The historic anomaly of ‘Once Saved Always Saved’.

Geneva Bible © 2018 Simon Peter SutherlandToday, it is not uncommon to hear the doctrine of ‘Once Saved Always Saved‘ proclaimed in many sermons and books. It is through sermons and books that many ‘Christians’ today believe the doctrine. Most people that simply read the Bible, come to different conclusions.

This popular nickname ‘Once Saved Always Saved’ has its systematic reformed origins in the Calvinist doctrine of the ‘Perseverance of the Saints’. This doctrine was devoutly affirmed by 2nd generation reformers and is most associated with 1st generation reformer, John Calvin.

Calvin was an excellent Theologian and his reforms centralised around Geneva. His influence on the reformation was considerable but the main core reformed doctrine was Lutheran. Luther attempted to reform the Church by getting back to Scripture. His conviction was the ‘the Gospel cannot be denied for the word of man’.

Unfortunately, by today’s standards, it is very difficult for any Christian to merely believe what the Bible says. I say this because the Church of today has been corrupted by argumentation and interpretation. So it is, in these times that my personal attempts to proclaim truth and find truth of Scripture and believe it, is very difficult. So often those who merely believe what the Bible says are the ones labelled the total opposite.

However, we are not here to please men. Men may interpret the Bible, but they are not above it. So it is that I come to my point. The popular doctrine of ‘Once Saved Always Saved’ has a major historic anomaly attached to it. Thorough research reveals that the doctrine was not taught in mainstream Christianity until the time of John Calvin or later in the 17th century at the Synod of Dort (1618). Some claim that Augustine of Hippo taught it? others that the doctrine is Gnostic.

Difficult as it may seem to grasp, it appears that the doctrine of ‘Once Saved Always Saved’ has its early origins in Gnosticism and not Christianity. We know this because Irenaeus refuted an early form of it in Against Heresies. Book 1. Chapter 6. The connection to Calvin being that Augustine was influenced by Gnosticism because of his prior belief in Manichaeism and Calvin relied upon Augustine as an authority on Scripture and quoted him more than any other theologian. However, there is reasonable doubt whether or not Augustine ever taught ‘Once Saved Always Saved’?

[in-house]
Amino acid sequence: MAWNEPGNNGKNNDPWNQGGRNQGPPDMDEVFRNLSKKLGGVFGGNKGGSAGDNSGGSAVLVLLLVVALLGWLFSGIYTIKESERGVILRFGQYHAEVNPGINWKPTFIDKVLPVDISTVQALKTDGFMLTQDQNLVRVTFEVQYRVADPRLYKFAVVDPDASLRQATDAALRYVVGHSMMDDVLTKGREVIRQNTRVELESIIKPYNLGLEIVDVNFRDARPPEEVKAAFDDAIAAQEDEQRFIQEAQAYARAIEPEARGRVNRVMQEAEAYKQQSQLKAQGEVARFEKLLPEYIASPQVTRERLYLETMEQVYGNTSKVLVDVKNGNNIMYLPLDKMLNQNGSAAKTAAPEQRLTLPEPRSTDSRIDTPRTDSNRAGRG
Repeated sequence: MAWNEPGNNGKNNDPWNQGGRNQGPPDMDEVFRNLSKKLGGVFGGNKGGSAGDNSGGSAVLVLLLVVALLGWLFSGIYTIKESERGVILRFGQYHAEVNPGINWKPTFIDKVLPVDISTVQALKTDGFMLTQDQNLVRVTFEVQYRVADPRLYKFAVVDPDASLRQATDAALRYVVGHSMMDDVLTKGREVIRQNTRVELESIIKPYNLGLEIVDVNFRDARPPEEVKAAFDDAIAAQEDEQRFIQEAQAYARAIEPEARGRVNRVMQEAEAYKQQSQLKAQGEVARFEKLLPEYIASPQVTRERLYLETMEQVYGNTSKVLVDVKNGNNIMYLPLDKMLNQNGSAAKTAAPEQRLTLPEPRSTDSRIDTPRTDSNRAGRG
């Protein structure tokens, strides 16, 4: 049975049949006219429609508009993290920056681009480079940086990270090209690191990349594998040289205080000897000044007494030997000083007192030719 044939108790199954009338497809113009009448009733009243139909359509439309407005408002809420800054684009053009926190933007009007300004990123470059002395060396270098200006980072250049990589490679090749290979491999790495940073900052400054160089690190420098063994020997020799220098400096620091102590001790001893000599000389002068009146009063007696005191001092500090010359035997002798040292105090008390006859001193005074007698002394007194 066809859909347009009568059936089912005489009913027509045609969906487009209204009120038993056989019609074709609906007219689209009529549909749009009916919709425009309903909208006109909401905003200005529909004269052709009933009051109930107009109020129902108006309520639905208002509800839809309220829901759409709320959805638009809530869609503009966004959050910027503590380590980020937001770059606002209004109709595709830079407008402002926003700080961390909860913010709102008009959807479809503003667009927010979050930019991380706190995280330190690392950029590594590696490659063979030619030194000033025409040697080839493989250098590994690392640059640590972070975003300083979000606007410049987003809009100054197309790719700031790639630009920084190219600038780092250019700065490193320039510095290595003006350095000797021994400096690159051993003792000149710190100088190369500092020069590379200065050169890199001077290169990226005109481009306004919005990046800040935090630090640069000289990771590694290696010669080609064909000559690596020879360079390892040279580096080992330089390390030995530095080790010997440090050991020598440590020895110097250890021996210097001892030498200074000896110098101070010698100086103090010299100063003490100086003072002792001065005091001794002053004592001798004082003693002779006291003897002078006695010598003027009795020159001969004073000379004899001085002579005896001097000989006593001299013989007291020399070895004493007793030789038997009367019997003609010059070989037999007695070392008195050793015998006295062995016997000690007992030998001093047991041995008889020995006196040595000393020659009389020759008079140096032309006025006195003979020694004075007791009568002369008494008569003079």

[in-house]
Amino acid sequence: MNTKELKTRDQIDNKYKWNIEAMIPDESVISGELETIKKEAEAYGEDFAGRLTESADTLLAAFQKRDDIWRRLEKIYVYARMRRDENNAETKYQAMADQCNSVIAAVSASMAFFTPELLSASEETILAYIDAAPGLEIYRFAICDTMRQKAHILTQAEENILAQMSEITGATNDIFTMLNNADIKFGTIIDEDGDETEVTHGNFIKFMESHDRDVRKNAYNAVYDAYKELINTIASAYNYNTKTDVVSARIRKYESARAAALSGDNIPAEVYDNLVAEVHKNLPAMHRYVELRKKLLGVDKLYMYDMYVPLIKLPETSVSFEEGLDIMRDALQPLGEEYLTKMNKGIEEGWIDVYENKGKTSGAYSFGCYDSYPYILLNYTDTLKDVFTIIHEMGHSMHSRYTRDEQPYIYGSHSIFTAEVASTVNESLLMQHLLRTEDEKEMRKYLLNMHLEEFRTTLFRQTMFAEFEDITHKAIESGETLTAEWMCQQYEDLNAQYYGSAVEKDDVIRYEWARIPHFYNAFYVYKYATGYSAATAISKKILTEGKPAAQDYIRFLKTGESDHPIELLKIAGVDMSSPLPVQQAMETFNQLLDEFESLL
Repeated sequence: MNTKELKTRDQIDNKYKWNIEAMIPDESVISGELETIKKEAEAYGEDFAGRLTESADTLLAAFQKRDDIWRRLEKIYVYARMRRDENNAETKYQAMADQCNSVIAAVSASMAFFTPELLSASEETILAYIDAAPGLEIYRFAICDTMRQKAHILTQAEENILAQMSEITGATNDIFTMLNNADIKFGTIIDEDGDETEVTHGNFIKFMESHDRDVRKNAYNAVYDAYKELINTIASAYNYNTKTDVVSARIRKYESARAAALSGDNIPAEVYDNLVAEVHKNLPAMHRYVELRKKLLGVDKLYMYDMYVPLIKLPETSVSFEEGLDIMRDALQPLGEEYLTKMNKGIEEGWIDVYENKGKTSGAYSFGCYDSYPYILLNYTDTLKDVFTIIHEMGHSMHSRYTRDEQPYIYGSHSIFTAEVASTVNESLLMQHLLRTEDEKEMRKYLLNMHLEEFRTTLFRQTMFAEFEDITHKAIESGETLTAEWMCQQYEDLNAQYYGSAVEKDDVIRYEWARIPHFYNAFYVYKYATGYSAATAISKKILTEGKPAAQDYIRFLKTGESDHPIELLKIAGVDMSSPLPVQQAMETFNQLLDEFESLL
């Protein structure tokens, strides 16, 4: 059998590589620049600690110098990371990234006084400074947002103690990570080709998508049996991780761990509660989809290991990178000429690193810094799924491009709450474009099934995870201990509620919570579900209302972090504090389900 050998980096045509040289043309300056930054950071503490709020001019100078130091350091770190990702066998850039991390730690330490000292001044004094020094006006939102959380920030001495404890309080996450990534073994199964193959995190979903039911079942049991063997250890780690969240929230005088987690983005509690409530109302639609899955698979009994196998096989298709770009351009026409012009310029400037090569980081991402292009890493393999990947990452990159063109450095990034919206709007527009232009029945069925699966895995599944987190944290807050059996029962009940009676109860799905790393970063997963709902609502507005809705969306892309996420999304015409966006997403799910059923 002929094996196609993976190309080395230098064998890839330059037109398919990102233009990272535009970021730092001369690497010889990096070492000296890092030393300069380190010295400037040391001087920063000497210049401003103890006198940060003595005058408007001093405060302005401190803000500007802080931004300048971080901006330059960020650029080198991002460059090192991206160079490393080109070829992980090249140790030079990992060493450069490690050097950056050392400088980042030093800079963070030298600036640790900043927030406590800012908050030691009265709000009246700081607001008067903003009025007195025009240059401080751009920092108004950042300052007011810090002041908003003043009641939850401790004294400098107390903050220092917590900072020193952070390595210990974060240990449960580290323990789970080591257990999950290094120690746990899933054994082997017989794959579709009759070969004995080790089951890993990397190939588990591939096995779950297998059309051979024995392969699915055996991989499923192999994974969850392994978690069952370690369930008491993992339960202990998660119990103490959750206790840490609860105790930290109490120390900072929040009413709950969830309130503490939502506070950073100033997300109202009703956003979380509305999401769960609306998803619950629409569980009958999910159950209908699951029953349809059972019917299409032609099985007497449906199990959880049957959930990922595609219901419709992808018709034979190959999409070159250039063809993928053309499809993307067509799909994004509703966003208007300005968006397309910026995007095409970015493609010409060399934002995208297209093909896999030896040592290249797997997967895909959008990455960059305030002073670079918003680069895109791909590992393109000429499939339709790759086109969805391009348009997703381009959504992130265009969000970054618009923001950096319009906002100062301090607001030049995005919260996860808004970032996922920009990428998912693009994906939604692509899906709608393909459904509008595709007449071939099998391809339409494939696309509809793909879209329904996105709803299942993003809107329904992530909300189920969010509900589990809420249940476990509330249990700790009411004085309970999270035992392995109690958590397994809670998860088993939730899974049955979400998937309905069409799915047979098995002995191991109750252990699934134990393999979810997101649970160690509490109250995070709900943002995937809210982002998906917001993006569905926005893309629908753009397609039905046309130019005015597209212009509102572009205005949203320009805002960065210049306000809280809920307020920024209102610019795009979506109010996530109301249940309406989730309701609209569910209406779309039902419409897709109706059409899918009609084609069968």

But outside of these references, the doctrine is not to be found.

This presents a major problem; unconditional eternal security was not taught by the ancient Christian Church, and is, in fact alien to historic Christianity before the 16th century.

This presents a major problem for those who claim their beliefs are absolutely Scriptural. It asks an unanswered question; If ‘Once Saved Always Saved’ is absolutely Scriptural, as some preachers claim, how could a doctrine of such massive importance lay untaught within Christianity for almost 1500 years? If the doctrine was so clearly taught in Scripture, as many moderns claim, then why didn’t the early Church teach it?

Why did the doctrine only come to light in the 16th century?

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  1. Is ‘Once Saved Always Saved’ Gnostic? | Simon Peter Sutherland

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